Speak one sentence less of chatter;
Recite once more the Buddha’s name.
Recite until your false thoughts die;
Your Dharma Body will come to life.
-Seeker's Glossary of Buddhism
The Ekoji Buddhist Sangha of Richmond began in 1985 under the guidance of Rev. Kenryu Tsuji of the Buddhist Churches of America. He arranged for the purchase of 3411 Grove Avenue by the Numata Society, based in Japan, and had the house turned into a temple under the supervision of Timothy Whitehead. Since then it has served as a center for those pursuing the Buddhist way.
Pure Land Practice
All followers of the buddha-dharma strive for a blend of compassion and wisdom, popularly called "enlightenment." This is both an experience and a way of living. Its content combines the intellectual and the emotional. It involves a strong component of the rational, but intuition is just as important. Mind and heart unite. It is compassionate, which is non-dualism translated into behavior. It is predicated on the essential unity and interdependence of all things rather than their differences. It cuts the bonds of suffering and frustration that confine every living person. To the enlightened person the whole universe is enlightened--even mountains, rivers, trees, and grass.
For millions of Buddhists the surest means of reaching enlightenment is rebirth in the Pure Land of Amida Buddha--a transhistorical buddha who presides over a domain studded with towers of agate and palaces of jade, huge trees covered with fruits and flowers, pools of the purest water that adjust depth and temperature to the desires of the bather. Its atmosphere is perfumed with beautiful scents and permeated by celestial music. The land is filled with the lessons of the dharma expounded not only by Amida and his attendants, but also by the very birds and trees, by every object.
Fundamental to this tradition is the promise of enlightenment implicit in Amida’s pledge that the Pure Land is easily accessible to all by means of recitation of his name. In addition to opening the door to rebirth and subsequent enlightenment there, this creates the basis for a life of faith here. Faith in Amida and in the dharma--faith, the equivalent of enlightenment--is a life marked by sincerity; by trust in the truth of karma; and by a profound aspiration to be reborn in Amida's Pure Land.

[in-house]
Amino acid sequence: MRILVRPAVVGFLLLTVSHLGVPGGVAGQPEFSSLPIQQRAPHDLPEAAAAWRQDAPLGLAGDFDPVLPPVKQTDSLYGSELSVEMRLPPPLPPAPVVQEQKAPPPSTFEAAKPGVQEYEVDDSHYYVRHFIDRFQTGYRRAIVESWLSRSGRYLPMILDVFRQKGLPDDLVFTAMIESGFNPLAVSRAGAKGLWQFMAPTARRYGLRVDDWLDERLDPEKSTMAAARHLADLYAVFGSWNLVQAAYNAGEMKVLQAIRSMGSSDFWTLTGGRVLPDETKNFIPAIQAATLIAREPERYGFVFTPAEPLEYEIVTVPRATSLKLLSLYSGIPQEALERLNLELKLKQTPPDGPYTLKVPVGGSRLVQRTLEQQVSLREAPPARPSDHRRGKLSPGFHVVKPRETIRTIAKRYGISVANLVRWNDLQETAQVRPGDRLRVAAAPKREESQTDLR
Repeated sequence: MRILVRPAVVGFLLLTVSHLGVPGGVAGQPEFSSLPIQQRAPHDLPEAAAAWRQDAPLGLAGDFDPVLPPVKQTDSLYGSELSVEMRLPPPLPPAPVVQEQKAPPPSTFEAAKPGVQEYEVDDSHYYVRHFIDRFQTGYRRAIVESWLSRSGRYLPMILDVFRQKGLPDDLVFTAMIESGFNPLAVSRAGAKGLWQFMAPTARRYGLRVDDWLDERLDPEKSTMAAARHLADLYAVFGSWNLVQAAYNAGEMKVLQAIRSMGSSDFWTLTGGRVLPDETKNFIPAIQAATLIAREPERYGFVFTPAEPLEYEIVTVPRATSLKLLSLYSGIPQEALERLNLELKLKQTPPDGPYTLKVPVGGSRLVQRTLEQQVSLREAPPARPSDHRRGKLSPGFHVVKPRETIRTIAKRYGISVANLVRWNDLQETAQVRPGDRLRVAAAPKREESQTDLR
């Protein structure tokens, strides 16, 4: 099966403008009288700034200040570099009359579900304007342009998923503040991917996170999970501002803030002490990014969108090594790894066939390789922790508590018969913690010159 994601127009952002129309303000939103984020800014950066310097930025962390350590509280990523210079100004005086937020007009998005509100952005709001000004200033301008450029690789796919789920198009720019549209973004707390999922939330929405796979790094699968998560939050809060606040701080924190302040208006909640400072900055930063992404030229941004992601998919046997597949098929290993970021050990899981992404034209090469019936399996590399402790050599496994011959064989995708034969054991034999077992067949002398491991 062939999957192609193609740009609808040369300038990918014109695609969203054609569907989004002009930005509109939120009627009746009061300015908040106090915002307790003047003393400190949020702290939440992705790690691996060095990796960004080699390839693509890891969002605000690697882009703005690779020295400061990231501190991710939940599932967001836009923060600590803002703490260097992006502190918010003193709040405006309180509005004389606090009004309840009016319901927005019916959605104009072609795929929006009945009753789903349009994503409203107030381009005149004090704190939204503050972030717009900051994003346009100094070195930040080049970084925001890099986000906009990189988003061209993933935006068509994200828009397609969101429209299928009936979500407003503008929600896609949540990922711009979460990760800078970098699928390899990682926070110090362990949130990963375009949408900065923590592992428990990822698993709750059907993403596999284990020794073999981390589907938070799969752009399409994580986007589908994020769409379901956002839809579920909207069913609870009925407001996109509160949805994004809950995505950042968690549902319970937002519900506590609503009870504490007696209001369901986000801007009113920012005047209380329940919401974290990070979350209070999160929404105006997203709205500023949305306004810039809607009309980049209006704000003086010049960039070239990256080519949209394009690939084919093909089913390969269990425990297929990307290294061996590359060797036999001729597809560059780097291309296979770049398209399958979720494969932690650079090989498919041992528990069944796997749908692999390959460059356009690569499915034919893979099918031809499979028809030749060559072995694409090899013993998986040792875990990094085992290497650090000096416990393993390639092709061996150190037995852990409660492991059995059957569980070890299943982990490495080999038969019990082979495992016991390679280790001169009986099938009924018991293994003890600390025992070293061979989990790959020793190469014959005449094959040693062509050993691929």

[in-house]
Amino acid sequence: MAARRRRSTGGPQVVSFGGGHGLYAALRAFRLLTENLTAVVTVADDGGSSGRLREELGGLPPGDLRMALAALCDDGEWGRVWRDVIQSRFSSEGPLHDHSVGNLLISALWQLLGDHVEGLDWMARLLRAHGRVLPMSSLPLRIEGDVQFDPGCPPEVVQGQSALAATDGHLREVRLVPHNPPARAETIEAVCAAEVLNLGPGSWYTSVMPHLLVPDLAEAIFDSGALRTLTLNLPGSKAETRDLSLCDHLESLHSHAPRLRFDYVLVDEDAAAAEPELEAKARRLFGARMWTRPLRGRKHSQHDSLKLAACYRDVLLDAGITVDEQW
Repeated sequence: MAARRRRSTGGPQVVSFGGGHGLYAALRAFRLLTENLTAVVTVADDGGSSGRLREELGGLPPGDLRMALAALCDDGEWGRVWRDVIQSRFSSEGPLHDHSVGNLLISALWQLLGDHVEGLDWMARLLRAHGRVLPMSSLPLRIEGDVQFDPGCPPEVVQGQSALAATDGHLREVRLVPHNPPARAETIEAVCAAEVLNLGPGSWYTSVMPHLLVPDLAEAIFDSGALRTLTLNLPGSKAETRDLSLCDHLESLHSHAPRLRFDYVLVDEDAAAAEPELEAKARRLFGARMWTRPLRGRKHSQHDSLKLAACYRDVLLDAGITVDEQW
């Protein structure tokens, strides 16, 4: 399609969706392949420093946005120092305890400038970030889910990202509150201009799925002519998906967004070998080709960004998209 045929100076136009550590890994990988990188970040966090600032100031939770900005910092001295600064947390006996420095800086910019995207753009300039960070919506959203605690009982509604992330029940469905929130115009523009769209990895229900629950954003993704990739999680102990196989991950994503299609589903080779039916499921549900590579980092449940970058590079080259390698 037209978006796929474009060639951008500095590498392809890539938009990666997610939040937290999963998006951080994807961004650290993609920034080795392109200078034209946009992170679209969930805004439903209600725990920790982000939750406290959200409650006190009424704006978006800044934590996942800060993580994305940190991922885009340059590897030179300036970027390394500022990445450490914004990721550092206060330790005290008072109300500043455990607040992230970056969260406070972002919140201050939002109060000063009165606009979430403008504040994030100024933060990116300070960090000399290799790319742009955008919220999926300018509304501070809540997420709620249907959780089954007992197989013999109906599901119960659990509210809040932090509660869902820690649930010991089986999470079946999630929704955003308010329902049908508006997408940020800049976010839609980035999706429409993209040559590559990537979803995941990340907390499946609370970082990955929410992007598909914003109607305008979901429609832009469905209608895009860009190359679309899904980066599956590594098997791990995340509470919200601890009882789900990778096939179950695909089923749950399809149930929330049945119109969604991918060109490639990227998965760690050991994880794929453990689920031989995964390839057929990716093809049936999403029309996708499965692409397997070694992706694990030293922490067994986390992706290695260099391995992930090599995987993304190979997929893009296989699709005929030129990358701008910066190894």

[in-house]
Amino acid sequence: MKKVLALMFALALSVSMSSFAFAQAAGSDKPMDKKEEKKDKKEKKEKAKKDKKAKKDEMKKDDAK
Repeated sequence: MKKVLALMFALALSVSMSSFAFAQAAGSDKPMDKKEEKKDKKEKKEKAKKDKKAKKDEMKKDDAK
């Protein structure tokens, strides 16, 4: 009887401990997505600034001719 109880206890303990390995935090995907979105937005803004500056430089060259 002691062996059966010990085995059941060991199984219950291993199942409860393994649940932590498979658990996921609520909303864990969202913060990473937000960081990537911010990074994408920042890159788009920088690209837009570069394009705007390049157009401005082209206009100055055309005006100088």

But then what of the Western Pure Land--is it a real place or is it a metaphor for a purified state of mind? Is Amida a real being or a symbol? The answer, it seems, is "both" and is summed up in an anecdote in which a teacher is speaking to two students--one a skeptical seeker, the other a faithful believer. To the first who had just done a particularly good deed, the teacher said, "When you die, you will surely go straight to the Pure Land." To the second who asked if the Pure Land were a real place, the teacher replied, "Oh no, it is entirely symbolic."
The teacher tailored his comments to the different needs of either student while driving home a lesson about the limitations of common sense and human understanding. Amida and the Pure Land are there for people who cannot achieve freedom by the force of their own efforts no matter how hard they try. For them Amida is a colossal helping power and the embodiment of the truth of the buddha-dharma highlighted by the sure-to-be-fulfilled promise of enlightenment.
The Buddha said to Ananda, 'All Buddhas, Tathagatas, in the ten directions, as numerous as the sands of the River Ganges, together praise the inconceivable, supernal virtue of Amitayus. All sentient beings who hear his Name, rejoice in faith, remember him even once, sincerely transfer the merit of virtuous practices to that land, and aspire to be born there will attain that end and dwell in the Stage of Non-retrogression."
—The Sutra on the Buddha of Infinite Life